Offensive Word Scrapped From French Edition Of Agatha Christie Novel

The Agatha Christie Memorial is located at the intersection of Cranbourn and Great Newport streets in London, by St Martin’s Cross near Covent Garden. (Pixabay image via Courthouse News)

PARIS (AFP) — The French translation of Agatha Christie’s mystery novel “And Then There Were None” will change its title to remove an offensive word which was already dropped from the British edition decades ago, broadcaster RTL reported Wednesday. 

The title “Dix Petits Negres,” or “Ten Little Niggers” will become “Ils Etaient Dix” or “They Were Ten,” it said, quoting the publisher. 

The decision to change the French title of one of the best-selling novels by the “Queen of Crime” was taken by her great-grandson James Prichard, who heads the company that owns the literary and media rights to Christie’s works.   

He told RTL that the book, first published in Britain in 1939 under the title “Ten Little Niggers” after a minstrel song, came from a time when such language was common.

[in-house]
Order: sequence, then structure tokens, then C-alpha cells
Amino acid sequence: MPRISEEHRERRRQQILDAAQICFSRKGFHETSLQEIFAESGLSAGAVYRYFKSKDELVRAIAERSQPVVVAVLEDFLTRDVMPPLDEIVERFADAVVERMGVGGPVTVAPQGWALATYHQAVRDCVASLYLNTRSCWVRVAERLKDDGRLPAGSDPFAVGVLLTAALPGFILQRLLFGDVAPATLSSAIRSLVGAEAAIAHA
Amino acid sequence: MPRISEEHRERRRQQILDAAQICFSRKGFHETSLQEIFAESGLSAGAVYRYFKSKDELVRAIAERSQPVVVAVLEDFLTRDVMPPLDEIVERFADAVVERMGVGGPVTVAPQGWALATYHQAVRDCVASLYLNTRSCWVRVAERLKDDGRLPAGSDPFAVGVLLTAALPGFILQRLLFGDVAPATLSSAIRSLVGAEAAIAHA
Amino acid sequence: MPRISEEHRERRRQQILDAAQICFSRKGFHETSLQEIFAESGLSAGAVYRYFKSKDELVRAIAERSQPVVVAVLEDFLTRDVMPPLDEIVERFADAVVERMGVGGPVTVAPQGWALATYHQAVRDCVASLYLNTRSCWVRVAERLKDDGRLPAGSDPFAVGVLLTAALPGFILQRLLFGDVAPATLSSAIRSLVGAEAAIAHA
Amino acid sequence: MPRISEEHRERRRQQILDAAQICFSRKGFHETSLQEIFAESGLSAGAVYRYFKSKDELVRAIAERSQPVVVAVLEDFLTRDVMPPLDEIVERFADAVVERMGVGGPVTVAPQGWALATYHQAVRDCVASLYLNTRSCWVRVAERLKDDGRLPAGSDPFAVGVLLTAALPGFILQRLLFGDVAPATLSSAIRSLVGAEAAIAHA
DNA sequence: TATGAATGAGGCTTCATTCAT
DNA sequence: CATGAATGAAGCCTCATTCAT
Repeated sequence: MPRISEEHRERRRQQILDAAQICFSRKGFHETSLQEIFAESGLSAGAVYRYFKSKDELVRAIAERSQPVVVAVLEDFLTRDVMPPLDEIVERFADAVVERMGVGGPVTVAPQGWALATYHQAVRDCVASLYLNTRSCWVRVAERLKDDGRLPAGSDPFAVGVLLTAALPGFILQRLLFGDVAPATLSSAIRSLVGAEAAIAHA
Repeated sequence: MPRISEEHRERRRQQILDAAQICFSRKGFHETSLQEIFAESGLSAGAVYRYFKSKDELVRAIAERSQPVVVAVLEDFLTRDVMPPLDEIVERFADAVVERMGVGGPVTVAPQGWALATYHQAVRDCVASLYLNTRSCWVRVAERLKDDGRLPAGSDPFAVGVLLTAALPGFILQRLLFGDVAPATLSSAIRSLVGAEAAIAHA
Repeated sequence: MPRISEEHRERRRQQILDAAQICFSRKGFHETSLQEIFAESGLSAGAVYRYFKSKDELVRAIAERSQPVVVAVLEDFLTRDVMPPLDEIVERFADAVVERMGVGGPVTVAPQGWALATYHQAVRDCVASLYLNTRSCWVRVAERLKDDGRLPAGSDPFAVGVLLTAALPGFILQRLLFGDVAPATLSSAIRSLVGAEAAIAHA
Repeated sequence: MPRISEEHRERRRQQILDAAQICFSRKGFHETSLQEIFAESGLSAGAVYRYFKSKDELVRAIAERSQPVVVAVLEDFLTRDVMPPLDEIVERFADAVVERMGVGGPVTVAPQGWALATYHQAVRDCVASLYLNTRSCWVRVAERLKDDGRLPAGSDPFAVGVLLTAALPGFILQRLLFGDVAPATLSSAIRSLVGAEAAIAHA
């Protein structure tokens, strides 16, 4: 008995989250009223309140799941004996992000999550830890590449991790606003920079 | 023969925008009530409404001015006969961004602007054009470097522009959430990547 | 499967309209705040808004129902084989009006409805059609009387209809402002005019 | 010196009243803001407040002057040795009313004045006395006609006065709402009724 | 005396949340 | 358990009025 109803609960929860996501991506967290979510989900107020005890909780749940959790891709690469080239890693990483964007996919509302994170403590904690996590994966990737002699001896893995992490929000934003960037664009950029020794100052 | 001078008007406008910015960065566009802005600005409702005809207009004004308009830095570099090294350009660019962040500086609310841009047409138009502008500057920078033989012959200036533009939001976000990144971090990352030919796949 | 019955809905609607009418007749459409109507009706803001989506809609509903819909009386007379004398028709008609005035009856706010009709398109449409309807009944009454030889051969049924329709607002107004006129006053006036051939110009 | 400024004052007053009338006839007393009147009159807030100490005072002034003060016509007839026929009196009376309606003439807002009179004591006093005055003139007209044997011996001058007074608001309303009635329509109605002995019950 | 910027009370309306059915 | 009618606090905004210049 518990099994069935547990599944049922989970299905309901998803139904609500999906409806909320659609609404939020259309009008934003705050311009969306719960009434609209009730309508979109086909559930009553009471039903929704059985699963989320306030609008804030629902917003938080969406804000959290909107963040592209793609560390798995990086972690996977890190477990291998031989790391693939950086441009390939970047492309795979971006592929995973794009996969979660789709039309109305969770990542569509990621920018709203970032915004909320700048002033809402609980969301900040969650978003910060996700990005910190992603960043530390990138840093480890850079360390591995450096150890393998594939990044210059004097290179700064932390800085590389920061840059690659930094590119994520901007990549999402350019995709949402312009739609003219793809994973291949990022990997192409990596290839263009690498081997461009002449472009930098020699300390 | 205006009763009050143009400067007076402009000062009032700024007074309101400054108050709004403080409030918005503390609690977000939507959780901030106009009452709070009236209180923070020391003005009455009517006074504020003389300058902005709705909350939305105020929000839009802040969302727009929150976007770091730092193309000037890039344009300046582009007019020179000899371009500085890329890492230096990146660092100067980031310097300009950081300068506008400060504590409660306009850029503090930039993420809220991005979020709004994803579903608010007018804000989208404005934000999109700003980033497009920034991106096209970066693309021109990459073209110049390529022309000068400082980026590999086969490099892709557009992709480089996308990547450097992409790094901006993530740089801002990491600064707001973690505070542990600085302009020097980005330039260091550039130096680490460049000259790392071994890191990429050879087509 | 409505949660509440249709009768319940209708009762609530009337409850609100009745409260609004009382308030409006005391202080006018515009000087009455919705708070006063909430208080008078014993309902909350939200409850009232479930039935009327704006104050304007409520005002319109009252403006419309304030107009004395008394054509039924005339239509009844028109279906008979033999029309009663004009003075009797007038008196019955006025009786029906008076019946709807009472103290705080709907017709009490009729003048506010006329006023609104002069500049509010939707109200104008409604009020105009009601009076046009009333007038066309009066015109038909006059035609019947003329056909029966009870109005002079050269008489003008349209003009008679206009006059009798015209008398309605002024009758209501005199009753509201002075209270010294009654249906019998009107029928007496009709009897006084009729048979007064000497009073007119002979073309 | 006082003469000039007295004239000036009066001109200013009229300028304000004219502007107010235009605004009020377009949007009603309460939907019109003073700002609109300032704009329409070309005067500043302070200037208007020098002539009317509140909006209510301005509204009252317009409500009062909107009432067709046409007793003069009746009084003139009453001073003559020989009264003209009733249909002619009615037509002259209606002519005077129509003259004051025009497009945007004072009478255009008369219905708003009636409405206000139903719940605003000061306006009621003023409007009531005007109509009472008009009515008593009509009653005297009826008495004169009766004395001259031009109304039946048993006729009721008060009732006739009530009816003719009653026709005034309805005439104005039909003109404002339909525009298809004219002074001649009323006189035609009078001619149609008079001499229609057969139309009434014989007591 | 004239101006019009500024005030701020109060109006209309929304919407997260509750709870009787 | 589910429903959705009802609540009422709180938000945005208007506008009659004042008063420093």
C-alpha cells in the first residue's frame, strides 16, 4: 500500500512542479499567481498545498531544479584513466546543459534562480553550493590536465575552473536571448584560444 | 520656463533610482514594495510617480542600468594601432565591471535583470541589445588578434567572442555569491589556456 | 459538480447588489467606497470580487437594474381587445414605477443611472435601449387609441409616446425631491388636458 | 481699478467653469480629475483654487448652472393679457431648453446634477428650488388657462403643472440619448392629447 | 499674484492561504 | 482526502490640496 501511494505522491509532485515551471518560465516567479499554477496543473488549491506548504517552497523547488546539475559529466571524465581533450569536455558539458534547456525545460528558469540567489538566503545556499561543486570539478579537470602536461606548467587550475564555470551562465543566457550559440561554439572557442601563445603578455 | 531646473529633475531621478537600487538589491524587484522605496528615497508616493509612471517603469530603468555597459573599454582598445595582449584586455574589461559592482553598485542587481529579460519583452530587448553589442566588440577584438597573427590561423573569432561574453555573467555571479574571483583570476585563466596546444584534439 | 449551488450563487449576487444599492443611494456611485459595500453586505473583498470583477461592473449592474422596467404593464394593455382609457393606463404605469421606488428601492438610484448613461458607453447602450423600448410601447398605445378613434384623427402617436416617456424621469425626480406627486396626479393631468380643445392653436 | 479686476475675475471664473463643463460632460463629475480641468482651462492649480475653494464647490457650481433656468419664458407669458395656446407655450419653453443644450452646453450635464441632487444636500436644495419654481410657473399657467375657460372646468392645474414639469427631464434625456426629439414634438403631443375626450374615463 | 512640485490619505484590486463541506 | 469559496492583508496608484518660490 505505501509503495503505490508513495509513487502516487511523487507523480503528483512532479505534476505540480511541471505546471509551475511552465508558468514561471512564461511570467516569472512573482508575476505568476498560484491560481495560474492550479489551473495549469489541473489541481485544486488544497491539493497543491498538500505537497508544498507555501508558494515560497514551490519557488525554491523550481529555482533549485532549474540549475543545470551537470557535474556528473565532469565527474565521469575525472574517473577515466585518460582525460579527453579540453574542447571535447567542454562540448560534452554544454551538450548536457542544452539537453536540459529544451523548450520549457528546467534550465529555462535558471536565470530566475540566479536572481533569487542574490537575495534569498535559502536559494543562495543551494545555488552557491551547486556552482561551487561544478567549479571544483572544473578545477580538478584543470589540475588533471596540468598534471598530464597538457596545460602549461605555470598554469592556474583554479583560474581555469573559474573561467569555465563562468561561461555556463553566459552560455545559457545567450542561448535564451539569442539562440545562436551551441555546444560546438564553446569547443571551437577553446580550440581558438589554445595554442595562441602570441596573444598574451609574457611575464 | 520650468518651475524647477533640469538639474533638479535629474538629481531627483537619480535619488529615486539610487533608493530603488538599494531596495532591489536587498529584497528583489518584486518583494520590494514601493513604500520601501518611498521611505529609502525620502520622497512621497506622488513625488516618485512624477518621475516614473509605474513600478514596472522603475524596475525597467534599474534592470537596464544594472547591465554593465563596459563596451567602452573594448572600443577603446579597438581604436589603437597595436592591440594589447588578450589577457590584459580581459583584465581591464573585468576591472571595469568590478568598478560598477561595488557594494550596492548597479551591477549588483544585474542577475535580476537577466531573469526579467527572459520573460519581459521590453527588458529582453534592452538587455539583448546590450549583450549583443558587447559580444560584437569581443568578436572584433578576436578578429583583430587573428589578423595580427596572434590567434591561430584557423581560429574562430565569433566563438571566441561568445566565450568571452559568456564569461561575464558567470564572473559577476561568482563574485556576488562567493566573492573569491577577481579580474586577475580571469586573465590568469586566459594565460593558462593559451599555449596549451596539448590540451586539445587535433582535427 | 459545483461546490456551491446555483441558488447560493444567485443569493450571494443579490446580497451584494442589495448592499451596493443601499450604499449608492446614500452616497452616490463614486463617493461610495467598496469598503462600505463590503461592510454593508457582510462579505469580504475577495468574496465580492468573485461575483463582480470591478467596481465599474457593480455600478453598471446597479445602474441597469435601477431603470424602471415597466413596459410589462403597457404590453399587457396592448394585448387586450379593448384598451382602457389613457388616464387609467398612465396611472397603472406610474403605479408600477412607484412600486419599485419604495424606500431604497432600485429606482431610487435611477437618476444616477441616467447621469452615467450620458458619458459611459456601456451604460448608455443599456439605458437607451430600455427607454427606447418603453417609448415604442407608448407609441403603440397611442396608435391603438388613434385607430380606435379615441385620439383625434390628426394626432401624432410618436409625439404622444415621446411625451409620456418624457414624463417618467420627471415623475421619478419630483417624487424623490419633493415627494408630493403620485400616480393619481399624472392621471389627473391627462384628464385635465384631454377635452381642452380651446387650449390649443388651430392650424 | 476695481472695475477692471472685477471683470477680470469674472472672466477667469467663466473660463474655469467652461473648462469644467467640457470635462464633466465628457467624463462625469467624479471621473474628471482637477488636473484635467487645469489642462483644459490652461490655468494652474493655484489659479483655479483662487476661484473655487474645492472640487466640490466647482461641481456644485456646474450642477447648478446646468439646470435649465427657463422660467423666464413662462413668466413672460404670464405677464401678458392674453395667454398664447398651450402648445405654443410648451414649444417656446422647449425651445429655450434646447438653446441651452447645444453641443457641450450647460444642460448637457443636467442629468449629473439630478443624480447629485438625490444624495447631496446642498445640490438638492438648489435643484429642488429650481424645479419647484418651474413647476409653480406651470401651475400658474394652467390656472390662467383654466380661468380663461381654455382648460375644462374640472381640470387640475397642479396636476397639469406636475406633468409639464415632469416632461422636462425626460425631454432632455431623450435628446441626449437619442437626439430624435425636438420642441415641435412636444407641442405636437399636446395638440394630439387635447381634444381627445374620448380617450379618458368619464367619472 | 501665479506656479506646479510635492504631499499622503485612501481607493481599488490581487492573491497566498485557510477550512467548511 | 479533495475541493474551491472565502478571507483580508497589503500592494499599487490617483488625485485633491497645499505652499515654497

Not using words “that upset people,” Prichard said, “just seems to me a very sensible position to have in 2020.”

The word negre, which appeared 74 times in the French version of the book, will be replaced with the word soldat or “soldier” in the latest translation by Gerard de Cherge, said RTL. 

The book gained its current English title in Britain in the 1980s, following the example of the US edition which came out as the nonoffensive “And Then There Were None” as early as its first publication in 1940.

It has also appeared under the title “Ten Little Indians,” a racially loaded term which in itself is controversial in America nowadays.

The book has sold over 100 million copies, making it one of the best-selling novels of all time.

France, which is in the midst of a debate about alleged racism in the police and society at large, was one of the last countries to continue using the original title.

© Agence France-Presse

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